Except...... that line of imaginative thinking presumes that the passengers and crew don't trust the TSA to have done their job. If the TSA did their self described job and inspected all the items then the default assumption should be that anything the passengers, good or bad, whip out would be safe. If the TSA does their job then the passengers should be thinking that there is nothing in the hands of the passengers that should harm them. It should go something like this.... (bad passenger)This is a hijacking (while holding up a grenade). The crew and passengers say "Ha! TSA inspected that so it must be inert!" And then all the passengers beat the living daylights out of the attempted hijacker.

So the question still stands.... the items are determined to be inert so why are the prohibited from flying?

Anonymous said...

JamesRay said...
I don't care what you call yourself, I read the blogs occasionally and its the same old thing: complain, complain, complain. I could spend my life trying to explain why TSA has the procedures and rules that are in place to these people and they just put their fingers in their ears and rattle: latle, latle, latle and keep complaining. I'm going to respond to a couple of things; even though they don't think logically or use common sense. Lets take the "INERT" weapons. They say if its proven "INERT" whats the harm in letting the passenger take it in their carry on bag? So suppose a bad guy gets on board pulls this look alike out, grabs a stewardess or another passenger and threatens to kill unless ......use your imagination as to what follows. The hostage does not know that look alike is "INERT". Now you got a bad situation. The rule is in place for a reason. The rules are stated online as to what is allowed and not. I've got to go for now,but I will be back. I've got more to say about some of your complaints. Before I go, let me say this: SINCE 911 THERE HAS NOT BEEN ANOTHER AIRPORT HIJACKING OF A PLANE, SO TSA MUST BE DOING SOMETHING RIGHT. Instead of looking for something to complain about TSA, thank God for the success TSA has had in doing their job.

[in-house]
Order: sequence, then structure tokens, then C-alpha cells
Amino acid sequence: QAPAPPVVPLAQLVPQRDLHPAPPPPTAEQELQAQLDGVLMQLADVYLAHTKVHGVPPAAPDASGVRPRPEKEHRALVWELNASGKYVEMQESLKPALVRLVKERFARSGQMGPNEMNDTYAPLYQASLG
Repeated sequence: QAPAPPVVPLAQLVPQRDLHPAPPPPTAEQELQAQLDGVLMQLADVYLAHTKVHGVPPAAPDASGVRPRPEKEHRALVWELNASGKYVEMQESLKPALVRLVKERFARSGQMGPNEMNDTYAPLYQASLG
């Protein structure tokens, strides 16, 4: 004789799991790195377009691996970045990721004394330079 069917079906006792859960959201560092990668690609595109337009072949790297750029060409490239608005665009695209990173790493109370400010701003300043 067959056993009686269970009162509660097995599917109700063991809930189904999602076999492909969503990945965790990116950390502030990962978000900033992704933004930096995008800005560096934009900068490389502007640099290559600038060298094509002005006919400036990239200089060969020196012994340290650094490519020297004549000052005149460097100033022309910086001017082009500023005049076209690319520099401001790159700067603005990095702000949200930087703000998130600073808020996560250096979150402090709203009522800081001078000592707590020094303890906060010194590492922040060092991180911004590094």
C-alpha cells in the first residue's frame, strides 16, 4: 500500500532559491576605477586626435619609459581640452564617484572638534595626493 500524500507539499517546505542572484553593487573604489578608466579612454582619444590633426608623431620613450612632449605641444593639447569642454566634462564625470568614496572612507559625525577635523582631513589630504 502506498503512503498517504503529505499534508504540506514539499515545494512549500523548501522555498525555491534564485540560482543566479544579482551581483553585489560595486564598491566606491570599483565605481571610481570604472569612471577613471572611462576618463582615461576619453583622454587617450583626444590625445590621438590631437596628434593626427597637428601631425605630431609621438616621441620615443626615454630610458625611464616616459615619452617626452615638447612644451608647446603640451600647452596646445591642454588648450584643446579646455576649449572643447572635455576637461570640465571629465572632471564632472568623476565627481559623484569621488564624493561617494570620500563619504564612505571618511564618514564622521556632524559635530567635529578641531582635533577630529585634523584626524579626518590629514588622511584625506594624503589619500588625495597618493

James Ray, how dare you use logic and common sense. Dont you know these people are experts in someone elses feild? Since 9/11 and the implementation of hardened doors, there is no way to take a plane down. Since passengers now fight back, there is no way to take someone hostage. All threats to aviation security are gone. Since there have been no terror attacks on planes, that proves beyond a dought that the threat is gone, no thanks to TSA. Just ask the experts here...

Anonymous said...

Bold Posting Intern said "...Since 9/11 and the implementation of hardened doors,"

No attacks since TSA.

No attacks since Hardened Cockpit Doors.

That makes the hardened doors at least as effective as the TSA.

Anonymous said...

West and Bold Blotter Intern, which of you approved Bold's comment of May 25, 2015 at 10:47am?

Neither of you ever answer that question.

The timing of Bold's comments and the appearance of "approved" comments strongly suggest a correlation...almost as if Bold approves her and a few other comments after submitting her own misspelled attacks on American taxpayers.

Anonymous said...

What is your name, Bold Blotter Intern? What is your job title? What division of the TSA do you work for?

Anonymous said...

I continue to wait for some justification for active duty military being included in pre-check, but not retired military or holders of current DoD or LE background investigations. military retirees have at least 20 years documented service to this Nation, pretty much proving their lack of risk. both DoD and LE background investigations should reveal any risk factors. active duty military do not, necessarily, have a background check or any significant length of service. neither citizenship nor a background investigation is required to enlist in the military, in fact there are likely illegal immigrants serving. if it is really about safety, then why are potentially unscreened non-citizens allowed through? sounds like it is just pandering to an admirable group to get PR, not adjusting the rules to ease screening on those who present a lower likelihood of threat.
Let me be clear: pre-911 screening should be the norm. it is all that is required, now that cockpit doors have been reinforced and locked, and flight crews and passengers know that the rules have changed and passivity=death. however, if we are going to continue this massive waste of tax dollars on security theatre, at least have _some_ of the rules make sense. now you're even allowing college kids (kaydets) to endure more reasonable screening, but those who served and sacrificed for 20+ are out of luck.

RB said...

The following question was posted asking for TSA to give some direction on the TSA policy discussed at
Medically Necessary Liquids, Gels and Aerosols
.

Since TSA has decided that the agency has the legal right to determine what constitutes a medical liquid and how much of that medical liquid I can travel with on any given flight, if at all, I think a response to my question should be given.